Consumers targeted by phoney fashion sites
15 September 2010 - 13:15 by Graham Miller
A study has found that big name fashion houses such as Gucci and Chanel are having their brands harnessed by cybercriminals who create fake sites and attempt to steal private information from unassuming consumers.
Security firm MarkMonitor announced that it had discovered many of these fake sites. They were receiving significant levels of inbound traffic because consumers seeking the real sites linked to these brands were mislead.
These figures form part of the Brandjacking Index which watches over the internet to detect which mainstream brands are being most commonly exploited by criminals. This time the attention has been focused on Chanel, Louis Vuitton, Prada, Gucci and even Burberry.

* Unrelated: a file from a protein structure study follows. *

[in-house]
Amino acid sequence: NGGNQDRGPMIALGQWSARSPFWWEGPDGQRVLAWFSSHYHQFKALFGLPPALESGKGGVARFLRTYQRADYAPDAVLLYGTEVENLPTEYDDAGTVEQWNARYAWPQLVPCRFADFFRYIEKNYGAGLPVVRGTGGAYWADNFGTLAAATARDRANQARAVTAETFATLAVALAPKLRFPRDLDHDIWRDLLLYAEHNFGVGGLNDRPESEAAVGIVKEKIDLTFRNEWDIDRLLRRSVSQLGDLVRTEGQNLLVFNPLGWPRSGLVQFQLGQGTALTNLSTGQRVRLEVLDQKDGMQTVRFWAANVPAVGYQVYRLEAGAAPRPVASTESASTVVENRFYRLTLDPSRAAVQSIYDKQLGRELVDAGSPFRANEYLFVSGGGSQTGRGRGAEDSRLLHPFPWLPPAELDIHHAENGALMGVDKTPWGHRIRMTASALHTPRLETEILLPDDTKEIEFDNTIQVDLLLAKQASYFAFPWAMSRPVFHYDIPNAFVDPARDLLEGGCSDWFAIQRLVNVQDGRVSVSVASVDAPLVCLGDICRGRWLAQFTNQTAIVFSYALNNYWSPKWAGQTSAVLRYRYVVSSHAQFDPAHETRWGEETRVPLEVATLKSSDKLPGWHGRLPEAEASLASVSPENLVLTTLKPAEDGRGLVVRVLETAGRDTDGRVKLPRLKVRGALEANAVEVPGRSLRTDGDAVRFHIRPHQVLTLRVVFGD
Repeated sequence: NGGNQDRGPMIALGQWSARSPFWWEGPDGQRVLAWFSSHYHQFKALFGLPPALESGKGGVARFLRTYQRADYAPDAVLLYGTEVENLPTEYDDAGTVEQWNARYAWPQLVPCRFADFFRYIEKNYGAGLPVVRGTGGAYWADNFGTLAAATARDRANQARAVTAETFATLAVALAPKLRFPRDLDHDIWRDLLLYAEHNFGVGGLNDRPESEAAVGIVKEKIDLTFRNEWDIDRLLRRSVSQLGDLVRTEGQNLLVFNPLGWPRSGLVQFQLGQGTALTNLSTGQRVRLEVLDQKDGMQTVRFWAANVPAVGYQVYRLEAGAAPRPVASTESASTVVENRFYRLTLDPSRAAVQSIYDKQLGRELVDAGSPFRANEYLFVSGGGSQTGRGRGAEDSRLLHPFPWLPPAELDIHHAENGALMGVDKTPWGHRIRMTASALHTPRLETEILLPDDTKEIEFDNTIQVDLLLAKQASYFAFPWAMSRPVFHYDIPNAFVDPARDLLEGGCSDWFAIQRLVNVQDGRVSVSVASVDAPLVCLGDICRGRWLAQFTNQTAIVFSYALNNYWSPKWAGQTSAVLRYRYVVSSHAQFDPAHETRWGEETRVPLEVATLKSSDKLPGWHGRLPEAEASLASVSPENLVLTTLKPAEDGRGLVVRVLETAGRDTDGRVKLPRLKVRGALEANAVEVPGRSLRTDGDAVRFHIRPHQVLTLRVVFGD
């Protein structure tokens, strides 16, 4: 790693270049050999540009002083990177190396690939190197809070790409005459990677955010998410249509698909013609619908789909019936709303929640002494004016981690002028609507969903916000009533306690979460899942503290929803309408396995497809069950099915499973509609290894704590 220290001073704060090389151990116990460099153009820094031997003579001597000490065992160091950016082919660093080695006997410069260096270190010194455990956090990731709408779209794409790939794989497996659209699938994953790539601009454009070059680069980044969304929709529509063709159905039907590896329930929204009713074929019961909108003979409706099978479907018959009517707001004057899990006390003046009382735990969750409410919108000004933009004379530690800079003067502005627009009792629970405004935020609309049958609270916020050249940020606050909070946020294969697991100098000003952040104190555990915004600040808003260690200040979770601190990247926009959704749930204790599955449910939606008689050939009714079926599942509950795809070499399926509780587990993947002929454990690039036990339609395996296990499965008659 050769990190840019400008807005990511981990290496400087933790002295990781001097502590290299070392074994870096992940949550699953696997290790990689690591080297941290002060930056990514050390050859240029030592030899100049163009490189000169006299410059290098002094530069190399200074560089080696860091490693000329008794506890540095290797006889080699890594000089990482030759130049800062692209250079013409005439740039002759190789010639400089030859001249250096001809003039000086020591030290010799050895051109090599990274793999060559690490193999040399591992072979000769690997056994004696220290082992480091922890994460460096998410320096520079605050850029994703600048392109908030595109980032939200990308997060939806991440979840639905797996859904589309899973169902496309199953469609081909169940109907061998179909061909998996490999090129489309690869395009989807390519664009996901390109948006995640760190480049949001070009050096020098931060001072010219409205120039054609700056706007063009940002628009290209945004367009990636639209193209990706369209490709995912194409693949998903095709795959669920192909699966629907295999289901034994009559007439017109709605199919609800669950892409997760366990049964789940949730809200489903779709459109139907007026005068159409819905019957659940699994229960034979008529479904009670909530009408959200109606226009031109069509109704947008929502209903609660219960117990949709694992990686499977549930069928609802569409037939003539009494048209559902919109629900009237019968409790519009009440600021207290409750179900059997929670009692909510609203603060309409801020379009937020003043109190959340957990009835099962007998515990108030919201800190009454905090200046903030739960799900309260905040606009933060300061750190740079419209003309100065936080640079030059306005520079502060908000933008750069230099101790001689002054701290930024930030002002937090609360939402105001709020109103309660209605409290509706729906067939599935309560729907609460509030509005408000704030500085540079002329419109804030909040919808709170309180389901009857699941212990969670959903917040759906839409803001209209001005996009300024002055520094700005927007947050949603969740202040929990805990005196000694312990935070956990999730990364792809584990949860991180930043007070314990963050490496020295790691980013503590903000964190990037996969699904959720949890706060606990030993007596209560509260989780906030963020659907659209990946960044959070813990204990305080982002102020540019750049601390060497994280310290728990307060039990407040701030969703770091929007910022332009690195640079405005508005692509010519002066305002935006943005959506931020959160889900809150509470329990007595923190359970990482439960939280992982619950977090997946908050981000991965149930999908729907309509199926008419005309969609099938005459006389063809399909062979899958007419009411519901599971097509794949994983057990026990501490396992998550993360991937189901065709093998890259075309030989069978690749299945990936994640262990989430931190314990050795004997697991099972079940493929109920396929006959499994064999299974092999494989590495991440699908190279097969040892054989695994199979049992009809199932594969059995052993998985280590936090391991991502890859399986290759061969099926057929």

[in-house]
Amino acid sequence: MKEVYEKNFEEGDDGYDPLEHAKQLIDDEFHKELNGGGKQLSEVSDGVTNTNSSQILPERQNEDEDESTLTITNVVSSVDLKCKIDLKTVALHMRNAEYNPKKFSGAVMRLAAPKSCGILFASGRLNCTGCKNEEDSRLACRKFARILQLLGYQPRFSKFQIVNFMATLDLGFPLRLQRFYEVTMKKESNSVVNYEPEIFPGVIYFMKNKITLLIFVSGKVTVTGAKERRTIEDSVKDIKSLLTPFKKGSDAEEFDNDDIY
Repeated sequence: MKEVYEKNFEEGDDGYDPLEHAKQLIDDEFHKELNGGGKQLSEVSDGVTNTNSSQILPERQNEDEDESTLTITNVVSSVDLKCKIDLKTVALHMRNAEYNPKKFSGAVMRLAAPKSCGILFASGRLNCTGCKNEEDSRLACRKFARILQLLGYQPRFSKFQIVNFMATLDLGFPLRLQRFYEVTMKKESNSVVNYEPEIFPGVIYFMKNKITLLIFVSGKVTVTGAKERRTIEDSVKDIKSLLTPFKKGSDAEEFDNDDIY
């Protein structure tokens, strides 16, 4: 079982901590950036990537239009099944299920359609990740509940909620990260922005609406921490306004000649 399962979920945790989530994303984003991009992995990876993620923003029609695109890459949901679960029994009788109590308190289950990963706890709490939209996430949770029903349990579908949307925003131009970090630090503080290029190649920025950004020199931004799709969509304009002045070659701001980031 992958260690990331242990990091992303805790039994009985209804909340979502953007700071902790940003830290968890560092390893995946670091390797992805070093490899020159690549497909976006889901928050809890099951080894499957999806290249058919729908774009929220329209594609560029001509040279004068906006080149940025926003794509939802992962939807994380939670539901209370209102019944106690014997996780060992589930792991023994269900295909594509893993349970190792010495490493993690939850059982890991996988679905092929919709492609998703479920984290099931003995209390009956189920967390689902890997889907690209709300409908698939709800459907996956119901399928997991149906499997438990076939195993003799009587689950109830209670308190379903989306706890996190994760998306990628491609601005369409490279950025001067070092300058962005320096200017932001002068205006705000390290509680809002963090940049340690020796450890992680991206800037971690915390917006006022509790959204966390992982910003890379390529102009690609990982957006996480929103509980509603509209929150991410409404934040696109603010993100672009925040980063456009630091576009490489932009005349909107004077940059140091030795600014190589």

All five of these luxury outlets have seen the hijacking and exploitation of their branding rise by almost a quarter year on year and close to 7000 fake phishing sites have been setup to pose as legitimate online representations. These sites will either sell knock-off goods or attempt to infect the visitor's computer with malware.
There are a number of different ways for criminals to get fake sites high in the search rankings and lure in innocent consumers and it can be very difficult to tell the difference because of the sophisticated methods employed by malicious parties, making safe shopping online hard to find.
Although consumers are at risk, these sites are also having an impact on the business sector, because almost 4000 suppliers of fake goods have been exploiting wholesale markets to ship on their spurious wares. This means that consumers might also end up buying fake good through a legitimate supplier who has been duped further down the line.
Mark Monitor's Charlie Abrahams, said that it was relatively easy to detect the network of phoney sites that had formed online and he explained how big brands needed to take care to ensure that they can spot the exploitation and put pressure on these sites, so consumers can enjoy safe shopping online.